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dump bin

Can You Restore Order to This Display?

The dump bin is a fairly simple concept. Grab a big container and dump a lot of product in it.

NRHA’s 2016 Merchandising for Profit Study found products placed in a permanent dump bin have an 86 percent sales lift over their regular place on a shelf. Customers associate this type of display with bargain merchandise, making dump bins ideal for impulse buys.

With a display that’s easy to create and will sell a lot of merchandise, what could go wrong? A barrelful. Look at the photo below and you’ll see a dump bin in chaos.

Look at the display in the photo above, decide how to fix it and then check out the photos below to review a few merchandising best practices. Then, look around your own operation and see if you have any dump bin displays spiraling toward mayhem.

Have your employees try the exercise, too. The more they know about maintaining displays, the more they can help you keep order with the merchandising in your business.

If you missed any of the merchandising exercises in this series, go to the Fix Your Merchandising Trainer’s Toolbox at nrha.org/training.

dump bin before and after

1. Clear the Confusion
Dumps bins create a sense of urgency. Customers may think the product and price you’re offering won’t be around for long. To heighten that sense of urgency, it’s important to have clear, well-maintained signage. If it gets torn or wrinkled, replace it. Poorly maintained signage creates a bad impression for the rest of the salesfloor. Even if you’re not offering a special price, dump bins, by nature, compel shoppers to buy more than other types of merchandising.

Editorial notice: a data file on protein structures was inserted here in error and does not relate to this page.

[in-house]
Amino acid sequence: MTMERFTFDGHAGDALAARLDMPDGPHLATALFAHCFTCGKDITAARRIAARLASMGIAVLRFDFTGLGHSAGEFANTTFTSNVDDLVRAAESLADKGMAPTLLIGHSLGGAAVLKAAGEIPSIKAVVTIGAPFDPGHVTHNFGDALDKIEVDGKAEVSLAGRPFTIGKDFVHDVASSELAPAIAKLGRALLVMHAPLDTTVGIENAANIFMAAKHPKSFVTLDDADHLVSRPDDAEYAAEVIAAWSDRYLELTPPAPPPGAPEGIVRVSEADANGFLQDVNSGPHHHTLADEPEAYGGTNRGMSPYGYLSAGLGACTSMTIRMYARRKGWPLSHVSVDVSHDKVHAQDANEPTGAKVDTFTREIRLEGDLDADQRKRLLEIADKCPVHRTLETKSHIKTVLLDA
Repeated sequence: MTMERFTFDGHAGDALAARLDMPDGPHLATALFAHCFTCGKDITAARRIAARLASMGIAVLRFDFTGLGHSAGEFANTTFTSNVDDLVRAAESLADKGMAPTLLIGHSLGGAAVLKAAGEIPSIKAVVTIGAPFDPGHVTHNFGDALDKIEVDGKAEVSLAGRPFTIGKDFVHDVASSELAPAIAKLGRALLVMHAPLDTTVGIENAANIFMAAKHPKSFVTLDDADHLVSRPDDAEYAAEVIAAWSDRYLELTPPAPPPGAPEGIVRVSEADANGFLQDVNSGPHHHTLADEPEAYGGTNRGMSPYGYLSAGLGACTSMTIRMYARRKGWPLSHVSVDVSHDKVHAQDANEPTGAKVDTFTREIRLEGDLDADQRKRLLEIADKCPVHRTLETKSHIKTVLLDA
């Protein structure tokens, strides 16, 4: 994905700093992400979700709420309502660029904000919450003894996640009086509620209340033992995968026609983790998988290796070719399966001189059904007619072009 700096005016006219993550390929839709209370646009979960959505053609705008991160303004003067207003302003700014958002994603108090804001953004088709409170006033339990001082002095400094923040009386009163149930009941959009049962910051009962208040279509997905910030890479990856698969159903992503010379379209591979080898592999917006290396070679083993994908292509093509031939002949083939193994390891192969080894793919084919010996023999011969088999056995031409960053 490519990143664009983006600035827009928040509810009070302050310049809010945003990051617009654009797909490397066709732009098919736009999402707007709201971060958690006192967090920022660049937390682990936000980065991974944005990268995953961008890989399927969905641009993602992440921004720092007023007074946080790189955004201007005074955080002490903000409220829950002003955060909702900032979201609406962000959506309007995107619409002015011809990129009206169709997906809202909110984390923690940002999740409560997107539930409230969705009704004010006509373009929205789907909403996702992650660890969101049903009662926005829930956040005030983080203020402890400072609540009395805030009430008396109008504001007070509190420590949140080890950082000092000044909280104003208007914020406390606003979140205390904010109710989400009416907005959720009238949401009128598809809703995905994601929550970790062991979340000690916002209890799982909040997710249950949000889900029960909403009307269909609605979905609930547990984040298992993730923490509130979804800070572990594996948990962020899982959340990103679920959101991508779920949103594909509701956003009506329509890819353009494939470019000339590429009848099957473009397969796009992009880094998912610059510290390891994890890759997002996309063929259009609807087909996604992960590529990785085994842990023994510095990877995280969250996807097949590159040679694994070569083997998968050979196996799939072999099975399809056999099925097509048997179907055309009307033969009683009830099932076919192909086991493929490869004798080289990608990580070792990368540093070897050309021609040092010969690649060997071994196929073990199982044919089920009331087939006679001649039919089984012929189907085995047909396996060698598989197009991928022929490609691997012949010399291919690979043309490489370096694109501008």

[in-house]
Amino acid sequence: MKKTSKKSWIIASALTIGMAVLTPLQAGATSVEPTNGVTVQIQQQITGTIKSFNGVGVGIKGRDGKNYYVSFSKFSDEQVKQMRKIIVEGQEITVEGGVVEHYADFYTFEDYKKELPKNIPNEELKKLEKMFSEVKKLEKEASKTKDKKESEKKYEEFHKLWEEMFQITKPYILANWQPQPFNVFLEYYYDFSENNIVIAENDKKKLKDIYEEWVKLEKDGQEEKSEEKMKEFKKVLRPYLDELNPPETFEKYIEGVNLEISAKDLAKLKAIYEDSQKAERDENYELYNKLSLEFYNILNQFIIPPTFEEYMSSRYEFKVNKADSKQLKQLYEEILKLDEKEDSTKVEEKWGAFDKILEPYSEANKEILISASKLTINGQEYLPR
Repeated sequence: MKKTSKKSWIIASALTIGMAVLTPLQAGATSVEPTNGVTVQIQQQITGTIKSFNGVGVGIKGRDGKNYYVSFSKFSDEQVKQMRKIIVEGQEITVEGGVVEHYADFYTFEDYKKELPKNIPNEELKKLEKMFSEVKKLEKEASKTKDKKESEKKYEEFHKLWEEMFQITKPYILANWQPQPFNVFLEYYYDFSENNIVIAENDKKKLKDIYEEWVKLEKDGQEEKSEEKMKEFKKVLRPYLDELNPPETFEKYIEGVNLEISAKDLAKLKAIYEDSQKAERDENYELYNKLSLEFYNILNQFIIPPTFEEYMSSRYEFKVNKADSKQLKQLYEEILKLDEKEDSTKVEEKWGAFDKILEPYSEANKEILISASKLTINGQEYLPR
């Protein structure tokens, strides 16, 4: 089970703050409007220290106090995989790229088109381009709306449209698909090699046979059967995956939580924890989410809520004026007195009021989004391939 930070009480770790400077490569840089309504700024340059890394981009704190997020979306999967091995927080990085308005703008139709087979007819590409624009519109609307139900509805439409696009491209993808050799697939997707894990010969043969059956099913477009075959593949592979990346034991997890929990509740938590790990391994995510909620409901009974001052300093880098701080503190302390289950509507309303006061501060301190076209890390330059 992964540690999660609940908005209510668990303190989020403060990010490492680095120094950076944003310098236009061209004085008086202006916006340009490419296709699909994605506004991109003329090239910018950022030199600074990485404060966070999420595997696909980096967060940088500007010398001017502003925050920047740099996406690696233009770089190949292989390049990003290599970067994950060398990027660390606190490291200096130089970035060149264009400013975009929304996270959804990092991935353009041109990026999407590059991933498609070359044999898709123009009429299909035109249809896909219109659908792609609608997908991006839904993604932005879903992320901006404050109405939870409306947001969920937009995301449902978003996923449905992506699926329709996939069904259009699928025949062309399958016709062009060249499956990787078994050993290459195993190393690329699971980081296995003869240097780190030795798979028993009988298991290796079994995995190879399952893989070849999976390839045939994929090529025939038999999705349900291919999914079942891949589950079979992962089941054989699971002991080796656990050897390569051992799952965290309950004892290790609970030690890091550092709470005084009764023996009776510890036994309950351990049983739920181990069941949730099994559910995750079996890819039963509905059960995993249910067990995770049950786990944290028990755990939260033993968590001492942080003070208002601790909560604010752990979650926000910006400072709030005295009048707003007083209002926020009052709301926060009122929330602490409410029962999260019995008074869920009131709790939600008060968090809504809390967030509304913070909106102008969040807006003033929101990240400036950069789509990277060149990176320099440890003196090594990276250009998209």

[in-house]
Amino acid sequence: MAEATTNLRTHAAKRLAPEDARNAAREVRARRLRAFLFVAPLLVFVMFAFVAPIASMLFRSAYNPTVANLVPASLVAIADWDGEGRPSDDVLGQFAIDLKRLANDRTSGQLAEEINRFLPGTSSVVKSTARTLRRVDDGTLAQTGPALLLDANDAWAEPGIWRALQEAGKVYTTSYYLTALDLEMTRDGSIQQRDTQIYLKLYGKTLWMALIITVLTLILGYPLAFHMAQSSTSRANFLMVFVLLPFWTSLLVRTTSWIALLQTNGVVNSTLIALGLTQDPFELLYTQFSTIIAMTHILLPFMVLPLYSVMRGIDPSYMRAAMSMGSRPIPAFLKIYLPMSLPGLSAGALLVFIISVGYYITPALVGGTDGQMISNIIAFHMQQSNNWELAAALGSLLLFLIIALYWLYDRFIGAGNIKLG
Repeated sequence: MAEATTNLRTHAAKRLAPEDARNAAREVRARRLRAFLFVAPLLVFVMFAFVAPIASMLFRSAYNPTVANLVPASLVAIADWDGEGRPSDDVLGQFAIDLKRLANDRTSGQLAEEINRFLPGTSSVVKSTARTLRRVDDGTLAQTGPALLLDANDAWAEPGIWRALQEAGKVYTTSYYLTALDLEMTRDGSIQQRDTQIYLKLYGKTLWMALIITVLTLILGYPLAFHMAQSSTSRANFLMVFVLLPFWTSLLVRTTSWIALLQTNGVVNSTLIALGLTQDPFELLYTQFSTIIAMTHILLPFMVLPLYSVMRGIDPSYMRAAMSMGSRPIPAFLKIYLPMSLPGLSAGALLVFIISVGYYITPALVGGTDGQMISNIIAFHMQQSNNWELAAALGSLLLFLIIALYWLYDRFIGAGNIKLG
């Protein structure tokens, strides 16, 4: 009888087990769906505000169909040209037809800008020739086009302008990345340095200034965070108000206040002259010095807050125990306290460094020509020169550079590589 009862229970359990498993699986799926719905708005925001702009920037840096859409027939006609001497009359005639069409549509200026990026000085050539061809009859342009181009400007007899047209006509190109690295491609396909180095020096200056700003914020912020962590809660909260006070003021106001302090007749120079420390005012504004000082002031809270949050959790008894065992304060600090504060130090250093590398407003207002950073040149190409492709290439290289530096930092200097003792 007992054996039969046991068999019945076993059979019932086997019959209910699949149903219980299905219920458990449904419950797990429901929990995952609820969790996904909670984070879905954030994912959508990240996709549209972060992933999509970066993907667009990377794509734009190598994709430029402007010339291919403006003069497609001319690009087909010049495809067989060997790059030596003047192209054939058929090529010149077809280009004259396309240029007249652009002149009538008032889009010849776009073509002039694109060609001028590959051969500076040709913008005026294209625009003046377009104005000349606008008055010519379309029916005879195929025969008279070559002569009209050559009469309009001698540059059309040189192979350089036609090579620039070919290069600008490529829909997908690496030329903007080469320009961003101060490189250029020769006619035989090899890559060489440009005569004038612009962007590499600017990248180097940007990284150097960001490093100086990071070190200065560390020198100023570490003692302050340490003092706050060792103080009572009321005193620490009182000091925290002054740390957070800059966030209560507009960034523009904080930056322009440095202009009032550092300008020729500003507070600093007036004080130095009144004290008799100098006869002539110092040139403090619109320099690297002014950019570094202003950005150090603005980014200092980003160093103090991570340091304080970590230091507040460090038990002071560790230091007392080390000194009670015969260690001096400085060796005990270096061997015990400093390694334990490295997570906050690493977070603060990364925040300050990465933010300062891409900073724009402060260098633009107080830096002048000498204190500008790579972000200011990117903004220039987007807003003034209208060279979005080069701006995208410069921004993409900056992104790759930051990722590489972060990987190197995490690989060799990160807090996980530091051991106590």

2. Product Is King
Take away anything that distracts from the product. Dump bins easily attract trash or stray products, so all staff should make a regular habit of picking out what doesn’t belong. Generally, depending on their size, the best dump bins hold a single product at a time. Since nearly all shoppers pass by strategically placed dump bins, you also want to choose products that have broad appeal and customers might use every day.

3. Keep It Fresh
The product in this dump bin is starting to disappear. If you run low on whatever you’re selling in a dump bin display, swap it out for something different. It’s also a good idea to regularly rotate the products. If customers get accustomed to seeing the same item in the dump bin, the merchandising will start to lose its effectiveness. Showing a full bin also helps enhance your price image, as customers tend to equate large quantities of product with lower prices.

4. Find What’s Lost
This display took a wrong turn on the way to the main aisle. In order to be effective, a dump bin should be in a heavily trafficked part of the store, not a back corner. Good places include power aisles and service counters. Being strategic about the location will boost sales. Sometimes the location will determine the products you place there, as you might want to suggest an add-on sale. Sometimes you just want to surprise customers with something they don’t expect.

About Jesse Carleton

Jesse Carleton
Jesse Carleton has visited independent hardware retailers, conducted original research on the industry and written extensively about the business of hardware retailing. Jesse has written for more than a dozen of NRHA’s contract publishing titles, all related to the hardware retailing industry. He also was instrumental in developing the Basic Training in Hardware Retailing courses now used by thousands of retailers across the country.

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